It wasn’t until the Green Grass Cloggers danced at a festival in Maine, that Earl met and heard a Black fiddle player. “We were on the bill with Alice Cooper, Seals and Crofts, The Jefferson Airplane and Little Feat. I walked into the green room back stage, and there was, to my surprise, a Black Fiddler warming up to go onstage with Jefferson Airplane!” Earl said, “His name was Poppa John Creach, and I thought, that’s it! I can do that.” He’s been fiddling ever since.

In most recent years, Earl’s reputation has largely spread by word of mouth. He an his family have been prominent fixtures at the Appalachian String Band Competition in Clifftop, West Virginia, holding forth near the tennis courts on the large Clifftop camping area and attracting large crowds of listeners. He has been teaching across the country and most recently he and Adrienne have started hosting a series of music camps for serious musicians on their land. Their band, The Earl White String Band has recorded one album and is beginning to play out after a hiatus during Covid.

See a video of the Earl White String Band Click Here

Over the years Earl has had his share of culture clashes from being a Black Old Time fiddler. Like the Black couple in California when they heard him playing fiddle on a street corner and walked a distance away with their heads hung down who told him that music brought back too many bad memories. And then there was this:

A few years ago, living in Pennsylvania, Earl had to travel long distances between seeing patients as a respiratory therapist. Often, when traveling down I-81, he would take out his fiddle, wear the hair off his right knee by steering, and practice fiddle while he was sailing down the highway. One night on a long stretch he was literally driving a tune at nearly 90, when he looked to his left and saw a highway patrol man waving him over, lights flashing. The patrolman jumped out of his car as Earl pulled over and quickly laid his fiddle down. “Son,” the officer growled, “Tell me I didn’t just see you playing the fiddle while driving.” The proof was sitting beside him, so Earl honestly told the man that indeed he was. “Well, I’ve been trying to stop you for miles. Didn’t you hear my siren?”.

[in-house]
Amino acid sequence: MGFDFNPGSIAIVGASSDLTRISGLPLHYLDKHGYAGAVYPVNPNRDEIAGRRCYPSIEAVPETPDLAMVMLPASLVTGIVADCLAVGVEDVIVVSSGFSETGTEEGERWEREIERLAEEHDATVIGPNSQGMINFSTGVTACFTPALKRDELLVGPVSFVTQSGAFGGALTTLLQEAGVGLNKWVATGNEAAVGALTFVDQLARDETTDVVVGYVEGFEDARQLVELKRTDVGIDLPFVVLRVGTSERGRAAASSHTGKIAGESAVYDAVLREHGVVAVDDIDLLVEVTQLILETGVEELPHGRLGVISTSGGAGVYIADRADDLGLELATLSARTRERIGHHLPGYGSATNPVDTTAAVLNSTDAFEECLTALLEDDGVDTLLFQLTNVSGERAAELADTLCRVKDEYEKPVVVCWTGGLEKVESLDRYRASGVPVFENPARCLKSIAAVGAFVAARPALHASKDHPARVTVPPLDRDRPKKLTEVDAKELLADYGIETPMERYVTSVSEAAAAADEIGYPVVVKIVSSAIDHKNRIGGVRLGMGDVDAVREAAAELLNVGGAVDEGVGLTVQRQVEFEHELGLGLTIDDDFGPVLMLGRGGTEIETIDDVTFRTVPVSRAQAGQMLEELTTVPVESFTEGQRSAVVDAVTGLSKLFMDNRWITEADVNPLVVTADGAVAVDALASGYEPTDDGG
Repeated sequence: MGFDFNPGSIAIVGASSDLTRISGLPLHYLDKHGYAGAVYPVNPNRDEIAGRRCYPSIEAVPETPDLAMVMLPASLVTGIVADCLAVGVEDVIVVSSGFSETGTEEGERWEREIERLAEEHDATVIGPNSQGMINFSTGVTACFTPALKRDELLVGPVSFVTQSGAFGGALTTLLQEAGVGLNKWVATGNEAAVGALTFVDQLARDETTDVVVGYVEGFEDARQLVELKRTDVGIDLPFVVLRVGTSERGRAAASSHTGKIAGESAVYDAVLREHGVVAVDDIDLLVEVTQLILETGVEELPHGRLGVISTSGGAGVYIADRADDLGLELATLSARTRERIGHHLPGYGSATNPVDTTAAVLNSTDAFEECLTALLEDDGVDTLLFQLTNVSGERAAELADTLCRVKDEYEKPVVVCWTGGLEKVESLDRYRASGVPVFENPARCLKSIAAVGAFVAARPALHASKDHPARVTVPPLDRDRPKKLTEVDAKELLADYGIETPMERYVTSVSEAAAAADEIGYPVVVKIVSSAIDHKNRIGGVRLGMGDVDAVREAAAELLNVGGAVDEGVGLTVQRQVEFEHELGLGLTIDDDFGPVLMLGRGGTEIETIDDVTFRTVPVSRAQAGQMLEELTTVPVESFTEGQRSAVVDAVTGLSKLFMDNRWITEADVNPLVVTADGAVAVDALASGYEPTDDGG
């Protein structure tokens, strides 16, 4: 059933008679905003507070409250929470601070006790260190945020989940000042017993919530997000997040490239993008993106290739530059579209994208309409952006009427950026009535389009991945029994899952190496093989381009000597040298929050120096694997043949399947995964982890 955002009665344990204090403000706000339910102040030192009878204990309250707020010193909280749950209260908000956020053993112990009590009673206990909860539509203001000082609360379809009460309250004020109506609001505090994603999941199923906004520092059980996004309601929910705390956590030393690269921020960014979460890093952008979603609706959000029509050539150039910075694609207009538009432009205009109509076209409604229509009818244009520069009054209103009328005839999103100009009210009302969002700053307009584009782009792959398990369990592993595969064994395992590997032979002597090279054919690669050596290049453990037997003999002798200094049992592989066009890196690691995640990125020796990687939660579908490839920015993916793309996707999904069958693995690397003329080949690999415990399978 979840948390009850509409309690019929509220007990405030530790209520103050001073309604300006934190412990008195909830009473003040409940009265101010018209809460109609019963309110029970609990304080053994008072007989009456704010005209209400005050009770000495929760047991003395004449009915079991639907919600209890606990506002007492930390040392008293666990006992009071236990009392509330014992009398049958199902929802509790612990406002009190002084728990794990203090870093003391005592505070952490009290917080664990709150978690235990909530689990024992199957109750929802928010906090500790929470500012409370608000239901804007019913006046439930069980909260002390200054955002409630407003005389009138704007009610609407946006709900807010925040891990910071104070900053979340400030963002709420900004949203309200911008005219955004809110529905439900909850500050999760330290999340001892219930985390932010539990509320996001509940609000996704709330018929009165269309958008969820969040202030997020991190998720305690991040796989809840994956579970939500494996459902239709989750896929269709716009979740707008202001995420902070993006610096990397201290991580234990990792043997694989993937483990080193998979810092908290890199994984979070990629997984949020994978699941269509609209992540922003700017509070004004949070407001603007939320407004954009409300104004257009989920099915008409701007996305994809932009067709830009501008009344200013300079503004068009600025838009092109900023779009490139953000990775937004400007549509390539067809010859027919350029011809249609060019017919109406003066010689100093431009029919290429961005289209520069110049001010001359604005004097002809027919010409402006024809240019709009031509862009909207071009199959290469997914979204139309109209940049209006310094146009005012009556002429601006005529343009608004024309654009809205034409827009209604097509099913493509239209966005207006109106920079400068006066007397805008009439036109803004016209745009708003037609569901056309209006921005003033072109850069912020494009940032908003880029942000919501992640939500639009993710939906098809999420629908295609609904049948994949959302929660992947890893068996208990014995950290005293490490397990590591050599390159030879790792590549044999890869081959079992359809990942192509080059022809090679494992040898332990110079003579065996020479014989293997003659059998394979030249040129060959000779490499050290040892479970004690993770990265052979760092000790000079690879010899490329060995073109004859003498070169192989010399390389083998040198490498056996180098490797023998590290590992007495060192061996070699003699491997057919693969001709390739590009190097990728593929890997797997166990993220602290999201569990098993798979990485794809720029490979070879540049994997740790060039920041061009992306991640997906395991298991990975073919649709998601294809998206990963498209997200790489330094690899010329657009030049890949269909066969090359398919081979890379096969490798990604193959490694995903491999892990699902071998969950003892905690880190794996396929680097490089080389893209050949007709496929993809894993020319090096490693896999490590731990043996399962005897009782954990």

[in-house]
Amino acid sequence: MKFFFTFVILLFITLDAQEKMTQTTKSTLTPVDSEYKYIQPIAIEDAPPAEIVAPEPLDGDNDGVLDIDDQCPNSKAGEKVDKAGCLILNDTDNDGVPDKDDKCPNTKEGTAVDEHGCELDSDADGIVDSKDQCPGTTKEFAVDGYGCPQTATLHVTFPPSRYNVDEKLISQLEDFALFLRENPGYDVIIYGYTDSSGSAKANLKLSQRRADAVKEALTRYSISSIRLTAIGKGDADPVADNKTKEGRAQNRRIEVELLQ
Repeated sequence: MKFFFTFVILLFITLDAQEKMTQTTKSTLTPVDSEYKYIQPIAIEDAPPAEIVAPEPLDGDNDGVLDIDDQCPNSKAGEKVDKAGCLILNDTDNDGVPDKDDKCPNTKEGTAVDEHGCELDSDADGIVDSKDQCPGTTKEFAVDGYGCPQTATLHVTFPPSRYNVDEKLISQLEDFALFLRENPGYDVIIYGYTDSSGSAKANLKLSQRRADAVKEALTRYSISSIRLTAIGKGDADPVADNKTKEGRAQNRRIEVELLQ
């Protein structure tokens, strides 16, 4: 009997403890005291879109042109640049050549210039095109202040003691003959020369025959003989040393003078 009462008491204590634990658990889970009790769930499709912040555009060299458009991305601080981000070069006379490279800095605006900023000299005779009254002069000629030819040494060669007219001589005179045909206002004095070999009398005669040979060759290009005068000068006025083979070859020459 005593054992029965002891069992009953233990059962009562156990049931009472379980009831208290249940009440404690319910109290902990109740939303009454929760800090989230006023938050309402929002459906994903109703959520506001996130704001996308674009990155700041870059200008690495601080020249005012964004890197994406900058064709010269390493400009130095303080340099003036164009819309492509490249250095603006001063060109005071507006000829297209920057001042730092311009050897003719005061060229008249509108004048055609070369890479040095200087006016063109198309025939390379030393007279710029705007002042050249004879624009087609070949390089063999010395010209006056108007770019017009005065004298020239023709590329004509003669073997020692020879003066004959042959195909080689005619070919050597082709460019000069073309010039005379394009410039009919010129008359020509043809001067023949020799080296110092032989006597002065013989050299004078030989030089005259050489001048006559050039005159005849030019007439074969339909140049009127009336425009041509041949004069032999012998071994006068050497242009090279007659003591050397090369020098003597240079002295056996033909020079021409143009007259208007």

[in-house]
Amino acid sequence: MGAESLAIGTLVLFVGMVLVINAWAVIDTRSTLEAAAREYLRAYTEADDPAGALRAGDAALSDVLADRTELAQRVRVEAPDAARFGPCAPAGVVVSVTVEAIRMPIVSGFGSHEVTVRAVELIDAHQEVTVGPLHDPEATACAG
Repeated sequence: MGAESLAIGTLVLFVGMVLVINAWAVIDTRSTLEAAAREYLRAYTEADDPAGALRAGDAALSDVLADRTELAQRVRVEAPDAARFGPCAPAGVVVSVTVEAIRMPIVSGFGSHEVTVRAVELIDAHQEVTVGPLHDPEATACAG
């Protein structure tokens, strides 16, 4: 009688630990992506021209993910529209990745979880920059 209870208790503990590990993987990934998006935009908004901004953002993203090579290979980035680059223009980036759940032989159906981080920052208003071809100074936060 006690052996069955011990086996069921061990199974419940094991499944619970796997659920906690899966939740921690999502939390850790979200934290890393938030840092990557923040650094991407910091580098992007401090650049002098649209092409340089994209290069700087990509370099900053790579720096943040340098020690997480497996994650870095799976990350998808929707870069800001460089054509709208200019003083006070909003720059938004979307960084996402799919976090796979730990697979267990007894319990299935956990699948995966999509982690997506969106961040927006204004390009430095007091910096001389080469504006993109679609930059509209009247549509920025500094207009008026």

Earl had been playing too loudly. “Get out of that car and come over here,” demanded the officer, “I don’t even know what to do, I’ve never dealt with anything like this.” Earl got out and started to walk. “No, bring that fiddle over here,” demanded the officer. Then he turned on his radio and pushed the talk button down. “I want to know if you can really play the fiddle,” he said. Knowing that there would be others listening over the officer’s radio Earl cut loose on Devil in the Strawstack and played it once through, loud and hard. When he was done, he heard applause coming through that radio. “Well, l guess you can damn well play that thing,” the officer said. “Since I don’t know how to write this up, I am going to give you a ticket for defective equipment!”

Earl couldn’t believe his good fortune, no 90 speeding ticket, no distracted driver, just a small offense. Earl thanked the officer profusely who told him if he ever saw him playing the fiddle again on his highway post, he would be going under the jail. Earl politely got back in the car, drove 15 miles down 81 and finished the tune.

This year’s Fiddler’s Jam was much like a Who’s Who of the Old Time scene with prominent players from Seattle to New York City, and up and down the East Coast. Throw in a lot of locals from the Blue Ridge region and you’ve got a great party. Each night, after readying the outdoor serving area and guiding countless volunteers, 300 people would stop playing and run towards Earl as he rang the dinner bell. Then he and Adrienne would great and hug each old and new friend, wearing themselves thin with kindness and servitude. Diners would be greeted by a few roosters and a host of hens, young and old, gadding underfoot, lots of dogs and kids everywhere. Like a great reunion friends ate quickly to run to campsites to jam under dim light, playing and telling stories early into the morning.

Earl spent his spare time online doing interviews with Virginia Tech and a film crew making a documentary on the history of Black fiddling in American followed him around. Adrienne joined jams and then solved problems for the young people swimming in the creek, and then checked on the goodies in the bakery and then answered phone calls and ran around making sure all were having a good time. And everyone was. I have some good neighbors here in the Blue Ridge Mountains!


~Listen to a great interview with Earl during the Fiddler’s Jam: click here

~Listen to Sepia Tones: Exploring Black Appalachian Music Featuring Earl: click here

~Follow the Earl White String Band on Facebook: click here

~See a prelim trailer for the Black Fiddler’s documentary: click here

~To learn about Earl and Adrienne’s Big Indian Bakery and find out about events and camps: click here


The Wednesday morning sun glared off my mirrored sunglasses as the highway twisted and turned up and down in the Meadows of Dan.  The wind blew the sleep out of my eyes and ruffled the dog in the back seat’s red coat.  

In front of me an oil battered “farm use only” Chevy pickup with no exhaust popped and screamed up the road.  Suddenly the driver swerved to the left lane in a chug of accelerated exhaust and I sat staring wildly into the face of a 400 pound brown bear who showed no fear nor terror in his stoic gaze.  We locked eyes.